Barriers can be big, such as having an overwhelming fear of people, or small, such as an inner voice always saying “I can’t,” “It won’t,” or “I never.”

Your path to self-improvement is your own, and it’s up to you to take the actions you need to be the best you can be. If you focus on yourself first, meeting people and making new connections will become increasingly easier.

Once you know what’s holding you back, create a list of actions to replace or rid yourself of behaviors and actions that are holding you back. If you need to lose weight, look at your diet and fitness routine. If you need to wean yourself off an email addiction, don’t leave your cellular phone on your night table. Figure out what works for you, and focus on the goal of self-improvement and positive growth. Breaking down barriers will help build your confidence and enable you to be more present for the exciting adventures that lie ahead.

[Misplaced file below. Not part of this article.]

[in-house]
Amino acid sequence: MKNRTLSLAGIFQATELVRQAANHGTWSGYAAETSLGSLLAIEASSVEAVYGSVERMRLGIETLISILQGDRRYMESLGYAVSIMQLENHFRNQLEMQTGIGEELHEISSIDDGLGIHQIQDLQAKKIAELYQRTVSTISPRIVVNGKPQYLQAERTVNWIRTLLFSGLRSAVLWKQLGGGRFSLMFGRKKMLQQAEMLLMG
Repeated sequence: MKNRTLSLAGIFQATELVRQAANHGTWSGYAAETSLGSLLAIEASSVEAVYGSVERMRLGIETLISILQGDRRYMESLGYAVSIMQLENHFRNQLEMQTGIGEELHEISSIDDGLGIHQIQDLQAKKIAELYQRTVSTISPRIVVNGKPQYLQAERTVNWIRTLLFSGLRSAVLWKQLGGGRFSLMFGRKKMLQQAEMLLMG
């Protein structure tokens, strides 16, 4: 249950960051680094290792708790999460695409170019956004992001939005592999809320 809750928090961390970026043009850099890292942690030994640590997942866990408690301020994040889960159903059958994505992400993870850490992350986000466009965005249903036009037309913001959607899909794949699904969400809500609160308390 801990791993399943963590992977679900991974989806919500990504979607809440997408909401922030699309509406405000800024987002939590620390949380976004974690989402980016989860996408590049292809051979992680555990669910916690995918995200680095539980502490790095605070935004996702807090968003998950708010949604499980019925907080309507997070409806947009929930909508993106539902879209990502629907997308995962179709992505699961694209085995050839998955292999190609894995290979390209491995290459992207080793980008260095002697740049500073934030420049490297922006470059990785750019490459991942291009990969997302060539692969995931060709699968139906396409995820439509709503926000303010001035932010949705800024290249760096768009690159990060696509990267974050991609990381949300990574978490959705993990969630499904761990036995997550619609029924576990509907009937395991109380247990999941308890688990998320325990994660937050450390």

If you’re like me, finding your foundation will require some moderate shifts in conduct and planning. Common challenges include addiction, loss of self-esteem due to unemployment, fear of change, feeling anxious over one’s physical appearance, financial problems, social awkwardness, and so forth. Addressing them will help you experience positive change and make connecting with others an easier and more enjoyable process. I worked hard to break those barriers, and you can break yours too.

If you change your perspective, overwhelming situations can be transformed into learning opportunities—as it was for me back then, but I didn’t see it that way. Now when I experience negative thinking, I take a walk, read, or lounge in the bath, which helps to reset my point of view.

A change of a routine can be as small as taking a new route to work or as large as taking up a new hobby or moving to a new city. Tapping into new or long-neglected activities can bring joy and provide powerful, authentic opportunities for making new connections. Solid, long-lasting networks are built through defining common interests and places where we can relate to others and feel a sense of belonging.